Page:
Felled by a stone axe, and burned hollow,
a ninety-foot pine rides the water reincarnated
as a dugout vaguely redolent of its fiery formation.
Three thousand years since Bronze Age Britons
sat athwart—poled through swamps, rowed lakes.
Registered signs: bird trill, antler, planet, moon,
clouds singed by the sun. They fished the depths, cooked
on deck the thrashing silvers.
From the roots of sound and trunks of words, language
feeds images that buoy our dreams. Awakened we craft
metaphors, from the Greek metaphorá, “transfer, or carry.”
Transoms, lifted from sterns, allow vessels to be sunk
for the winter in a bog as nourishing as poetry. Hidden,
then dug out, similes and metaphors also float, fresh
or fossilized—tongue of flame, or eye of a needle compass-
bound—so similar, the insensible ear does not tell them apart.
At Florida’s Pithlachocco Lake, Seminole for “the place
of long boats,” a folksinger and a teacher lead students
to discover canoes by the dozens. Archaeologists spoon-lift
from mud the shards carbon-dated to five thousand years.
In time, the people of six continents piloted dugout canoes
over oceans—some with outriggers, some with sails.
Like squirrels we cannot remember where the vehicles lie
though they branch and leaf and flower before our eyes.
A satin patina of light hovers over the sofa leather
where they sit—the grown-up daughter and son, home,
together. He, cross-legged between his sister,
her scarf ornamented by a gold gift bow as corsage,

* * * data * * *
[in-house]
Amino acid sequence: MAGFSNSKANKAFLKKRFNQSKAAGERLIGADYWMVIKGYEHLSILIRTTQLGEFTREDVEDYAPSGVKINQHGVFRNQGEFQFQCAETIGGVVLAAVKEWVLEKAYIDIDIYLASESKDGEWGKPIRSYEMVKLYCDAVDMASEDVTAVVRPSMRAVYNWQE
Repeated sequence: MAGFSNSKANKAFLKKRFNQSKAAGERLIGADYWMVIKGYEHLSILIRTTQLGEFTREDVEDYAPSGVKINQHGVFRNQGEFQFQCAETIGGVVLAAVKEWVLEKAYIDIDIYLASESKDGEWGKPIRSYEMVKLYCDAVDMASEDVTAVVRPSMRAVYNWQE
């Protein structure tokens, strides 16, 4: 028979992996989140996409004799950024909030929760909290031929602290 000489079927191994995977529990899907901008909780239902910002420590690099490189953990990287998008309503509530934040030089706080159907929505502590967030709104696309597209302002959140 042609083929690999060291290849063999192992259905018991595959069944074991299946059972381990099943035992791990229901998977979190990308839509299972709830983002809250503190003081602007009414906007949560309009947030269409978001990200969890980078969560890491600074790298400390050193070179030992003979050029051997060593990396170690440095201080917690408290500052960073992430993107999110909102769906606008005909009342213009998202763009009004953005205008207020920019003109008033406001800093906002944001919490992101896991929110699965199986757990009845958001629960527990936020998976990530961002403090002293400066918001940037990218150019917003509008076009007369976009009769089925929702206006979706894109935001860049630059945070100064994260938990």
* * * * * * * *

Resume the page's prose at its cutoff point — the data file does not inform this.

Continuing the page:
and Dad, who smiles in a wool shirt, Christmas red,
festooned by a tangle of green curling ribbon as necktie.
The father’s left hand lies snug in a brown leather glove.
The son’s lips close in amused concentration, as,
from one blue sleeve of a Santa Express party sweater
to Dad’s bare hand, he extends the four-fingered cardboard insert.
The easy grip and shake say humor’s an art between them.
In the photo we can’t see what’s done: a breakfast of pancakes
with berries and syrup, cups of coffee, espresso black.
Nor can we hear the daughter’s grin blossom into the next quip,
or the silver ornament from Lazarus, now Macy’s—a falling
portamento followed by the stutter-chirp of a mechanical mockingbird.
The same gurgle-spurts their parents had made with forefinger
tommy-guns blazing at Nazis from perches in neighborhood tree forts.
Behind Dad, a photograph of two girls. Sad little Pearl, grandma
of the siblings on the sofa, has cut her own bangs. Younger sister
stormy-eyed Nevada is tethered to sissie’s arm. They’re in button shoes,
twin shapeless dresses of mattress ticking. Pockets quiet their fists
where they stand on a porch in a southern Ohio flooded by rivers
of misfortune years before the Great Depression—a photo in grayscale.
Nothing much to suggest sentinel evergreens on a hillside of snow and stone
where the living stoop to lay flowers, and the grace note of light moves on.
I Believe I’m Sinking Down
from Cross Road Blues, now known as Crossroads
At the horizon a drowning sun,
powerless to float the graphite sea,
casts rays like grappling hooks into her chest.
Onboard, hundreds of screens flicker.
Should she watch Big Fish
or reel out her misgivings? Stage them:
wings unhinged, the fuselage and tail
thundering into an ocean too shattered to reflect?
Storms and wind shear terrify,
but she doesn’t pray the airbus through
a sky star-stung, scythe-hung. Clapton
shreds the blues of Robert Johnson, an afterworld
of resurrections in a set of loaner earphones.
By its wingless tongue, her pencil articulates
the frictions as she belies a lack of faith in last acts.